A Moon for the Misbegotten on the American Stage

A History of the Major Productions


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About the Book

A Moon for the Misbegotten is one of Eugene O’Neill’s most frequently revived works, and major American revivals of the play have been instrumental in securing its esteemed position in theater history. While the play’s landmark production in 1973 is largely regarded as the moment when it finally achieved greatness, its 60-year production history also includes several regional productions and Broadway revivals.
This work provides a production history of A Moon for the Misbegotten in the United States, from the play’s original Theatre Guild production in 1947 to its Broadway revival in 2007. Throughout the study, the author provides the inside story on the play’s often rocky transition from the page to the stage, including detailed looks at initial casting difficulties and several controversies over censorship.

About the Author(s)

Laura Shea is a professor of English at Iona College in New Rochelle, New York. Her essays and reviews on topics in theater and drama have appeared in The Eugene O’Neill Review, Theatre Journal and American Theater Web, among other publications. She lives in New York.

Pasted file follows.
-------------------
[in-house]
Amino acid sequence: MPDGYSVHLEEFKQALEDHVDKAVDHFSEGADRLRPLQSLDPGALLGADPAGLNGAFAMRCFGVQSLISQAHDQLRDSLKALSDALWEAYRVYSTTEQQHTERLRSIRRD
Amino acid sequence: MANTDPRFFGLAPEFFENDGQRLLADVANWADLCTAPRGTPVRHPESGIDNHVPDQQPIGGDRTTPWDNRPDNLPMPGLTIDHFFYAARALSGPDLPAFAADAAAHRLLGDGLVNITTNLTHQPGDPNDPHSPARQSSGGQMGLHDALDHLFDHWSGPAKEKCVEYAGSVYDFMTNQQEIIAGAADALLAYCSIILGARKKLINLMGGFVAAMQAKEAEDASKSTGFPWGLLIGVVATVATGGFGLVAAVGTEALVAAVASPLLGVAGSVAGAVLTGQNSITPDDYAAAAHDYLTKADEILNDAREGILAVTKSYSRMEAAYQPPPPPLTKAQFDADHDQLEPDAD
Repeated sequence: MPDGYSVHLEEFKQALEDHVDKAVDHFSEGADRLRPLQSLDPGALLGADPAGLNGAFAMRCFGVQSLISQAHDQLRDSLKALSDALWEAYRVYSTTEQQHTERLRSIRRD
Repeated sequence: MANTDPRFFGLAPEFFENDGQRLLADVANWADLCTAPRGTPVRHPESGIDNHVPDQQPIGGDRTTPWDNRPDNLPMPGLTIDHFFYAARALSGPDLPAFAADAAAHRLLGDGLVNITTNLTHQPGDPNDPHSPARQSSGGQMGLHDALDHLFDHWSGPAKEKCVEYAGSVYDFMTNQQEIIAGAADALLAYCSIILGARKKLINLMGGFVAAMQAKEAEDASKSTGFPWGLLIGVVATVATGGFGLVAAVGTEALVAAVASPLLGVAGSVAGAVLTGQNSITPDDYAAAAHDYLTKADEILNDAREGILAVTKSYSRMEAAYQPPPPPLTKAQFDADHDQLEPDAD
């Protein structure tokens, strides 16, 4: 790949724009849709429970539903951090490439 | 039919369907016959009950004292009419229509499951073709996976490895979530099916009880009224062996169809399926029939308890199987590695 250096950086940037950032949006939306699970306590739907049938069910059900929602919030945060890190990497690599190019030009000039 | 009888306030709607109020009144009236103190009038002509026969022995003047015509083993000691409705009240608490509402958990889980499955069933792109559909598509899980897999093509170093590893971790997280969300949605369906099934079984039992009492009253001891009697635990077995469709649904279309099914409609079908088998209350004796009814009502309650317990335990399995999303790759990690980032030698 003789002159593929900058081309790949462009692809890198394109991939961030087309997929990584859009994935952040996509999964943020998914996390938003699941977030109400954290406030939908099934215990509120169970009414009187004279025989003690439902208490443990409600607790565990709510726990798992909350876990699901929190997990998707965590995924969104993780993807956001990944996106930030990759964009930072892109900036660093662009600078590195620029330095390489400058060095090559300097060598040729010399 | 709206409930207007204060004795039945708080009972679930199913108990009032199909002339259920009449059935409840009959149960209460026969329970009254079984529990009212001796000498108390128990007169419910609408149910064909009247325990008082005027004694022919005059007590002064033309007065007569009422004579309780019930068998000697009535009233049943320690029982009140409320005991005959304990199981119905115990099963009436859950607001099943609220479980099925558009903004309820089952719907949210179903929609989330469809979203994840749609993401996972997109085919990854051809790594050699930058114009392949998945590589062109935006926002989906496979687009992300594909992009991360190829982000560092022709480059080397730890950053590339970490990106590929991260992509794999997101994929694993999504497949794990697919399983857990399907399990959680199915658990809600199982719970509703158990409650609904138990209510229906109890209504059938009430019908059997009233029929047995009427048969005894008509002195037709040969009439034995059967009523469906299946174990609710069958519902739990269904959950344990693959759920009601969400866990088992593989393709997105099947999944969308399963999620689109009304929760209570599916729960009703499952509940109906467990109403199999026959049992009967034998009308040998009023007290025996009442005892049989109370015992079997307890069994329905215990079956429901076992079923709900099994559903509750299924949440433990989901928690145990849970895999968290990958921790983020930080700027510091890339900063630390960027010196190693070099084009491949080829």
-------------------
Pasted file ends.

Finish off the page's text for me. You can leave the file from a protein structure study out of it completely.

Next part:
Bibliographic Details

Laura Shea
Format: softcover (6 x 9)
Pages: 190
Bibliographic Info: 8 photos, chronology, notes, bibliography, index
Copyright Date: 2008
pISBN: 978-0-7864-3563-0
eISBN: 978-1-4766-2177-7
Imprint: McFarland

Table of Contents

Acknowledgements      7

Preface      13

Introduction      15

The Plot      21

1. The Original Production, 1947      27

2. New York Premiere and Broadway Debut, 1957, and Off Broadway Debut, 1968      53

3. Broadway Revivals, 1973 and 1984      75

4. Broadway Revival, 2000, and Regional Productions      107

5. Broadway Revival, 2007      137

Conclusion: “What’s past is prologue.”      161

Production Chronology      173

Works Cited      177

Index      187

Book Reviews & Awards

“Shea’s admirable study makes clear that [this book] came into its own when directors and actors learned to discover the play’s spirit in performance”—The Eugene O’Neill Review; “much valuable information…a worthwhile volume”—www.talkinbroadway.com.